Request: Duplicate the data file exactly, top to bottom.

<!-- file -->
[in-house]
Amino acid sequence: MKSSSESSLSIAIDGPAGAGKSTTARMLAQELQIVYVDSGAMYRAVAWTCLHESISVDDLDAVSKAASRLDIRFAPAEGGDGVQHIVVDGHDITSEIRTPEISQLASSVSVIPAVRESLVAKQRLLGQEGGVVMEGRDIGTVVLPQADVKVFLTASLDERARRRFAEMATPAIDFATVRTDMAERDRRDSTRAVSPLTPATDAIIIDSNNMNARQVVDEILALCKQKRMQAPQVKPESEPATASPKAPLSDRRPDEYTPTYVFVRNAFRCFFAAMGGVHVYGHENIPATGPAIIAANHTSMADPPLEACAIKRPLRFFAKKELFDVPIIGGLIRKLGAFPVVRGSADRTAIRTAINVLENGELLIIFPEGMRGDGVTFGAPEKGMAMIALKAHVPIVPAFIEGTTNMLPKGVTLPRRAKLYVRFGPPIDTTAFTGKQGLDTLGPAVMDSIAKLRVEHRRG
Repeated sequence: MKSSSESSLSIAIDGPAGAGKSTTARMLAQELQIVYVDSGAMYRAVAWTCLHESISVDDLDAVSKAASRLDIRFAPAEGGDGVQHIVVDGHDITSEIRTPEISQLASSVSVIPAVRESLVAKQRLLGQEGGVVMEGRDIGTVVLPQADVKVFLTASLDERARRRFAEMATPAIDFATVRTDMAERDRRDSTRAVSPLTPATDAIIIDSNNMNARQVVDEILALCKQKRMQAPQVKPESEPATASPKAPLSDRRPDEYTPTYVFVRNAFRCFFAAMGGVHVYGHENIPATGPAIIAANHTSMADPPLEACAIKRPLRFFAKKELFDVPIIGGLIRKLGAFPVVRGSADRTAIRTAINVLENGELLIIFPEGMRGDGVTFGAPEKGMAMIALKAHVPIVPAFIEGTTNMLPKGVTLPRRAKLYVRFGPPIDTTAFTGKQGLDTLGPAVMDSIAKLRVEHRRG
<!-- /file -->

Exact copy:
[in-house]
Amino acid sequence: MKSSSESSLSIAIDGPAGAGKSTTARMLAQELQIVYVDSGAMYRAVAWTCLHESISVDDLDAVSKAASRLDIRFAPAEGGDGVQHIVVDGHDITSEIRTPEISQLASSVSVIPAVRESLVAKQRLLGQEGGVVMEGRDIGTVVLPQADVKVFLTASLDERARRRFAEMATPAIDFATVRTDMAERDRRDSTRAVSPLTPATDAIIIDSNNMNARQVVDEILALCKQKRMQAPQVKPESEPATASPKAPLSDRRPDEYTPTYVFVRNAFRCFFAAMGGVHVYGHENIPATGPAIIAANHTSMADPPLEACAIKRPLRFFAKKELFDVPIIGGLIRKLGAFPVVRGSADRTAIRTAINVLENGELLIIFPEGMRGDGVTFGAPEKGMAMIALKAHVPIVPAFIEGTTNMLPKGVTLPRRAKLYVRFGPPIDTTAFTGKQGLDTLGPAVMDSIAKLRVEHRRG
Repeated sequence: MKSSSESSLSIAIDGPAGAGKSTTARMLAQELQIVYVDSGAMYRAVAWTCLHESISVDDLDAVSKAASRLDIRFAPAEGGDGVQHIVVDGHDITSEIRTPEISQLASSVSVIPAVRESLVAKQRLLGQEGGVVMEGRDIGTVVLPQADVKVFLTASLDERARRRFAEMATPAIDFATVRTDMAERDRRDSTRAVSPLTPATDAIIIDSNNMNARQVVDEILALCKQKRMQAPQVKPESEPATASPKAPLSDRRPDEYTPTYVFVRNAFRCFFAAMGGVHVYGHENIPATGPAIIAANHTSMADPPLEACAIKRPLRFFAKKELFDVPIIGGLIRKLGAFPVVRGSADRTAIRTAINVLENGELLIIFPEGMRGDGVTFGAPEKGMAMIALKAHVPIVPAFIEGTTNMLPKGVTLPRRAKLYVRFGPPIDTTAFTGKQGLDTLGPAVMDSIAKLRVEHRRG